In 1997, Steve Jobs took the stage at Macworld in Boston. It was one of his first public appearances after returning to the ailing company he’d left more than a decade earlier. Halfway through his presentation, he dropped a bombshell: Apple was teaming up with Microsoft. The audience of Apple fans jeered and booed. Microsoft was Apple’s archenemy; Bill Gates was evil incarnate. There wasn’t a worse partner for Apple. Gates appeared at the event via satellite, his face looming high over Jobs like Big Brother in Apple’s iconic 1984 TV ad.
It seemed an unlikely match, but in fact Jobs and Gates went way back. They met in the early ’80s, when Gates was one of the first software developers for the Macintosh. As Gates noted while paying tribute to Jobs after his death, they would go on to spend half their professional lives in each other’s orbit. They even went on double dates together.
Gates was an early evangelist of the Mac and enthusiastically boosted the platform. Jobs was so pleased, he lent Gates a prototype machine to work on. Gates called it SAND (Steve’s Amazing New Device). Soon, though, both companies were suing each other over copyright issues. The lawsuits led to nearly a decade of acrimony, insults, and taunts.
“The only problem with Microsoft is they just have no taste,” Jobs once said. “I don’t mean that in a small way, I mean that in a big way.”
Jobs noted that Gates would “be a broader guy if he had dropped acid once or gone off to an ashram when he was younger.”
Asked about Microsoft’s success, Jobs said: “I have no problem with their success. They’ve earned their success for the most part. I have a problem with the fact that they just make really third-rate products.”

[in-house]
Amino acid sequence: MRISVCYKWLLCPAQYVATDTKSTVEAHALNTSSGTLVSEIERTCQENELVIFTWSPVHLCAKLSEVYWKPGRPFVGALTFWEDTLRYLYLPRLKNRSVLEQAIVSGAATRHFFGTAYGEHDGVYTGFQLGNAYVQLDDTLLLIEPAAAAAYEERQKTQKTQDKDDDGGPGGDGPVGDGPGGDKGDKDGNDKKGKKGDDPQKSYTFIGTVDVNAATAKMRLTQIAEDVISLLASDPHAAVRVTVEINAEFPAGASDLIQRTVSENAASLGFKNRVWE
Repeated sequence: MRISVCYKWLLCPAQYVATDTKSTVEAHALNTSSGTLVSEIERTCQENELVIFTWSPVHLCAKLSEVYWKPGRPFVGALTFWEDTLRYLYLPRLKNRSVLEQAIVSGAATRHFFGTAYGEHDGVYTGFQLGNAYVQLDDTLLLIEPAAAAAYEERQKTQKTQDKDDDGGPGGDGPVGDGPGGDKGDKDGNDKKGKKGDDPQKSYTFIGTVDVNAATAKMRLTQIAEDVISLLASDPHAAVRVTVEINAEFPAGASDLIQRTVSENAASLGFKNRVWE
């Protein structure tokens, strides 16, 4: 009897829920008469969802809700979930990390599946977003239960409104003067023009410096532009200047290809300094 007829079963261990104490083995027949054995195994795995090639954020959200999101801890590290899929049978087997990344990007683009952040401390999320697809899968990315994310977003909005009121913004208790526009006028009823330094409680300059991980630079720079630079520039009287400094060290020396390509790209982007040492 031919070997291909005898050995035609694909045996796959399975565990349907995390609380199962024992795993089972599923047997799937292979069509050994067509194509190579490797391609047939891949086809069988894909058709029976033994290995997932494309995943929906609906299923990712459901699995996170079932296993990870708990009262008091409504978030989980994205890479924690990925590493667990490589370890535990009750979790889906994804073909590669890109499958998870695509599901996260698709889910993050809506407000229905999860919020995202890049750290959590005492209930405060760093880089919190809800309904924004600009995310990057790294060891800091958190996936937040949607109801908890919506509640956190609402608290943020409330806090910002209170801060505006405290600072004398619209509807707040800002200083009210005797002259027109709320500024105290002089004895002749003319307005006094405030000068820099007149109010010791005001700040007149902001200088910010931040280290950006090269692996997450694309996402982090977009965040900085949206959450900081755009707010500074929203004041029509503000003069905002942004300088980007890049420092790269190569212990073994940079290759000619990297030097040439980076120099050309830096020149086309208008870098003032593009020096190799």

Gates returned the insults. Responding to Jobs’s return to Apple, he said: “What I can’t figure out is why he is even trying. He knows he can’t win.”
But contrary to his reputation, Gates was mostly an ally—and sometimes a savior—to his long-running rival. Macworld Boston wasn’t the only time he bailed Jobs out. In 2001, when Jobs desperately needed developers to support OS X, Gates agreed to create a version of Office for it. If he hadn’t, OS X could have been dead in the water.
The two tech titans were classic frenemies: joined at the hip, but often hacking at each other. Close but adversarial. Supportive and competitive.
In 2007, Jobs and Gates shared the stage at a tech conference to reminisce. Jobs joked that they had been secretly married for 10 years, and praised Gates’s philanthropy. “I think the world’s a better place because Bill realized that his goal isn’t to be the richest guy in the cemetery, right?”
After Jobs died, Gates was one of the first to eulogize him. “Steve and I first met nearly 30 years ago and have been colleagues, competitors, and friends over the course of more than half our lives,” he said in a statement. “For those of us lucky enough to get to work with him, it’s been an insanely great honor.”